Crystal System: Monoclinic
Status of Occurrence: Confirmed Occurrence - 1st UK recording
Distribution: Locally Abundant
Chemical Composition: Sodium magnesium iron aluminium silicate hydroxide
Chemical Formula: Na2(Mg,Fe2+)3Al2Si8O22(OH)2
Method(s) of Verification: Marquis of Anglesey’s Column - optical (Blake, 1888), EMPA (Horák & Gibbons, 1986; Gibbons & Gyopari, 1986).
Photomicrograph showing zoned amphibole with; inner core of actinolite; middle zone of barroisite; and outer rim of glaucophane. Image copyright: Dr W. Gibbons.
Chemical Group:
  • Silicates
Geological Context:
  • Metamorphic
Introduction: glaucophane is a sodic amphibole; it does not occur in its colourless pure state but forms a series with ferroglaucophane by the addition of iron (Fe2+). It should be noted that many analyses previously classified as crossite (abandoned term) are now identified as glaucophane/ferroglaucophane. Glaucophane occurs in blueschists, metamorphic rocks which are commonly thought to be diagnostic of former subduction zone settings, because they imply relatively high pressure conditions relative to the temperature (compared to normal geothermal gradients). Glaucophane/ferroglaucophane provide the blue colour characteristic of blueschists and are typically found with a combination of the following minerals: lawsonite, chlorite, garnet, albite, zoisite, phengite and paragonite mica.
Occurrence in Wales: Blake (1888) provided the first description of glaucophane from the British Isles, reporting its occurrence in rocks of his ‘Monian System’ [now known as the Aethwy Terrane or Blueschist Belt (Gibbons & Horák, 1990)] from near Llanfairpwllgwyngyll, Anglesey. Blake’s identification was confirmed by Greenly (1919) who also noted zoning in the amphiboles with green ‘hornblende’ core passing outwards into blue rims. Holgate (1951) provided a chemical analysis on separated rims, but suggested that as the blue amphibole contained a higher Fe3+ to Aliv content, it was crossite and not glaucophane. Macpherson (1983) recalculated Holgate’s analysis and, applying the new IMA amphibole classification, deemed them to be magnesio-arfvedsonites. New microprobe data (Horák & Gibbons, 1986; Gibbons & Gyopari, 1986) showed that the rims fall within the glaucophane-ferroglaucophane series. The Anglesey blueschists occur as poorly-exposed scattered outcrops forming a NW-SW oriented belt in the southern part of the island. Although blue amphibole can be found throughout this zone in rocks of suitable composition, only two areas near Llanfairpwllgwyngyll have been described in any detail (Blake, 1888; Greenly, 1919; Horák & Gibbons, 1996; Gibbons & Gyopari, 1986). They have particular significance in that they are Precambrian in age (Dallmeyer & Gibbons, 1987) and represent some of the oldest blueschists in the World, having formed during subduction on the Proterozoic margin of the supercontinent Gondwanaland (Gibbons & Horák, 1996).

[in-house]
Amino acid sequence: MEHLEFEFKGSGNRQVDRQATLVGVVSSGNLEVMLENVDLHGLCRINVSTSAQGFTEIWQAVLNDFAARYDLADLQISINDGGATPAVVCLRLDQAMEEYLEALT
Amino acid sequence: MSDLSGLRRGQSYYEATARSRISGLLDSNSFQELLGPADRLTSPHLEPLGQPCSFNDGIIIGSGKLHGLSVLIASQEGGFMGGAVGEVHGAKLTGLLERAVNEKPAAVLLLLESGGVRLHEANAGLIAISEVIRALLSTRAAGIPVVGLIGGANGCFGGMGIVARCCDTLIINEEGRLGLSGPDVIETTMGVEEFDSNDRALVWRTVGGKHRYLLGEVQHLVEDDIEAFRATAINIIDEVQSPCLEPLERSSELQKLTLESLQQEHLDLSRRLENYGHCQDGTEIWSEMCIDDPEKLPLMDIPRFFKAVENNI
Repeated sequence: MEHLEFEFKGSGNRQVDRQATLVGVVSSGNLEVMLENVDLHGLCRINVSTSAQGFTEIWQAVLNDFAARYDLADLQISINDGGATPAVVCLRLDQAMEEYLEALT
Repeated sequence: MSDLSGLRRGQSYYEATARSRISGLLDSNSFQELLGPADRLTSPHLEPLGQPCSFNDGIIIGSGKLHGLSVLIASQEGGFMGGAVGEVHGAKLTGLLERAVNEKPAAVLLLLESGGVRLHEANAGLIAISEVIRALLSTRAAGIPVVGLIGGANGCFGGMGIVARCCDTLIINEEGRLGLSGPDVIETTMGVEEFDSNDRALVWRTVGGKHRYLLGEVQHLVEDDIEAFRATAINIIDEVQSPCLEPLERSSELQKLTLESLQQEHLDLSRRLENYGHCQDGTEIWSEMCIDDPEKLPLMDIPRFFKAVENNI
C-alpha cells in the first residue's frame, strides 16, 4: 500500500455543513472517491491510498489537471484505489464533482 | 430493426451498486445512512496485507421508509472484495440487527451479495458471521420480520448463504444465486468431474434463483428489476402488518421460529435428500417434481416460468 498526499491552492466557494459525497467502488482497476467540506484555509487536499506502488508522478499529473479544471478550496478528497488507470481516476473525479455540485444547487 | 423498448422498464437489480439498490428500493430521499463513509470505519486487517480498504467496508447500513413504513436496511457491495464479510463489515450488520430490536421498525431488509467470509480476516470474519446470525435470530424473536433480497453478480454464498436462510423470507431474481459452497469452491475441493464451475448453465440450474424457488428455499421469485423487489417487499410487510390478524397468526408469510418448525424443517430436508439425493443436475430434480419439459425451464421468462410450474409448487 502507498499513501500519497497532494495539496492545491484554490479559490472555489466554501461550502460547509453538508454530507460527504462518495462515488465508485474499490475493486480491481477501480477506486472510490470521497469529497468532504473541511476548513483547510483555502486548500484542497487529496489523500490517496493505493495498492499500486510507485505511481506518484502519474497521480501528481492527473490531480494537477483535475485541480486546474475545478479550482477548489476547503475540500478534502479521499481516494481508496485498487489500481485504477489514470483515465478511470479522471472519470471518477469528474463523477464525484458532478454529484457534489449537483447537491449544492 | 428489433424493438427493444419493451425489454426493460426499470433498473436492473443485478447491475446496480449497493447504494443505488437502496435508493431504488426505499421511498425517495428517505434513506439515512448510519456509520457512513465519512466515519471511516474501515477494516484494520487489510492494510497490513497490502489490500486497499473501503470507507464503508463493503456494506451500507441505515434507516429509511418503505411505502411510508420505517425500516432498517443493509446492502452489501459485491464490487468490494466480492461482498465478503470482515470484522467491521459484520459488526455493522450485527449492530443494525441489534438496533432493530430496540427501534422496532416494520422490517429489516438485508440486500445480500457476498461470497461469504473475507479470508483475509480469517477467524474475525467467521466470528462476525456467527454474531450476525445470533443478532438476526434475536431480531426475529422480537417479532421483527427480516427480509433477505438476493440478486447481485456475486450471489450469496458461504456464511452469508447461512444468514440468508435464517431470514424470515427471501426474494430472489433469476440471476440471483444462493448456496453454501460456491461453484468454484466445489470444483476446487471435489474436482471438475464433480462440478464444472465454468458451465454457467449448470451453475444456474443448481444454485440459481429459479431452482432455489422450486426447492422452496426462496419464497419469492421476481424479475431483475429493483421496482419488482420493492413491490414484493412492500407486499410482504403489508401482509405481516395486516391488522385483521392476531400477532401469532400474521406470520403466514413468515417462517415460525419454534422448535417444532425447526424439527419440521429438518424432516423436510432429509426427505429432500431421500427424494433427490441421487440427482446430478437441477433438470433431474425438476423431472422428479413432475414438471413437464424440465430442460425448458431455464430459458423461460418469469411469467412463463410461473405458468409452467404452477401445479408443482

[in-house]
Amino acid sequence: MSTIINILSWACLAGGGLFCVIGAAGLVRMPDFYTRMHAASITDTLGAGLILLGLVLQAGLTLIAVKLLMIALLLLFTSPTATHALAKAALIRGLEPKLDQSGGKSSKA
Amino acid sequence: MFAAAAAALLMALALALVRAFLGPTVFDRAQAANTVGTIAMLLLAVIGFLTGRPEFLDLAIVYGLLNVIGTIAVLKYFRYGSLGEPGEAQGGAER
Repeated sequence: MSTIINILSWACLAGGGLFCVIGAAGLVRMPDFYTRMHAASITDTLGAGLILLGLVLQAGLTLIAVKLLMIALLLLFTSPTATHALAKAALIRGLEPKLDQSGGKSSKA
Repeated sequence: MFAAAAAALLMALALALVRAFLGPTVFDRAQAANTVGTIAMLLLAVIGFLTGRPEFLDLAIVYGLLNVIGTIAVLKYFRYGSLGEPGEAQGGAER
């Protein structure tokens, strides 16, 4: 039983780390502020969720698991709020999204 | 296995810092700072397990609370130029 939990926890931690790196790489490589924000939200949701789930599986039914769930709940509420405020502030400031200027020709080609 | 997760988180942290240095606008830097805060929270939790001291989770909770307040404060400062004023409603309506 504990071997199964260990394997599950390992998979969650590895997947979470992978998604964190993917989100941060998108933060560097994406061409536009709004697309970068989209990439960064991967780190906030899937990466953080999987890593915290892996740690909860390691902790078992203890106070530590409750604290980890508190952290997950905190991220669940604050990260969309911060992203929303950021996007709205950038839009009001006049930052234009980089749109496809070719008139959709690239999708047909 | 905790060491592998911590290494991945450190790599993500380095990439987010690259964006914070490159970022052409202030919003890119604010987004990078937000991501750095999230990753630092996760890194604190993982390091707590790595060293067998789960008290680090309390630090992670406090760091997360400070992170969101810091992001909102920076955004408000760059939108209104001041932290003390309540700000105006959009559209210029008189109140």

Key Localities:
  • Llanfairpwllgwyngyll, Anglesey: crags below the Marquis of Anglesey’s Column are composed of fine-grained, dark-grey schist. These amphibole-epidote schists contain minor quartz, chlorite, titanite hematite and magnetite, but most of these minerals are not clearly discernible in hand specimen. In thin section the blue amphibole forms a mass of beautiful, euhedral, lavender-blue crystals, typically less than 1 m in size, which has overgrow euhedral or anhedral green amphibole cores (see barroisite-ferrobarroiste-winchite entries). The Marquis of Anglesey’s Column area is a protected site and no collecting or access with hammers is permitted. Those wishing to study or view specimens should contact the National Museums & Galleries of Wales ( Road cuttings on the A5 at Llanfairpwllgwyngyll provide exposures of blueschist, many showing three stages of amphibole development (actinolite core rimmed by barroisite and in turn rimmed by glaucophane/ferroglaucophane), were described by Gyopari (1984) and Gibbons & Gyopari (1986).
  1. Blake, J.F., 1888. The occurrence of glaucophane-bearing rocks in Anglesey. Geological Magazine, 5, 125-127.
  2. Dallmeyer, R.D. & Gibbons, W., 1987. The age of blueschist metamorphism in Anglesey, North Wales: evidence from 40Ar/39Ar mineral dates of the Penmynydd schists. Journal of the Geological Society, London, 144, 843-850.
  3. Gibbons, W. & Gyopari, M., 1986. A greenschist protolith for blueschist on Anglesey, U.K. In: Evans, B.W. & Brown, E.H. (eds), Blueschist and Eclogites. Geological Society of American Memoir, 164, 217-228.
  4. Gibbons, W. & Horák, J.M., 1990. Contrasting metamorphic terranes in NW Wales. In D'Lemos, R.D., Strachan, R.A., Topley, C.G. and Beckinsale, R.D. eds, The Cadomian Orogeny, Geological Society of London, Special Publication No. 51, 315-327.
  5. Greenly, E., 1919. The Geology of Anglesey. Memoirs of the Geological Survey of Great Britain, 980pp (2 volumes).
  6. Holgate, N., 1951. On crossite from Anglesey. Mineralogical Magazine, 29, 792-798.
  7. Horak, J.M. & Gibbons, W., 1986. Reclassification of blueschist amphiboles from Anglesey, North Wales. Mineralogical Magazine, 50, 532-535.
  8. Macpherson, H.G., 1983. References for, and updating of L.J. Spenser’s 1st and 2nd supplimentary list of British Minerals. Mineralogical Magazine, 47, 243-257.
  9. Rock, N.M.S. & Leake, B.E., 1979. A FORTRAN program for the classification of amphiboles according to IMA (1978). IGS Petrographic Report 560124 (unpublished).
Natural Resources Wales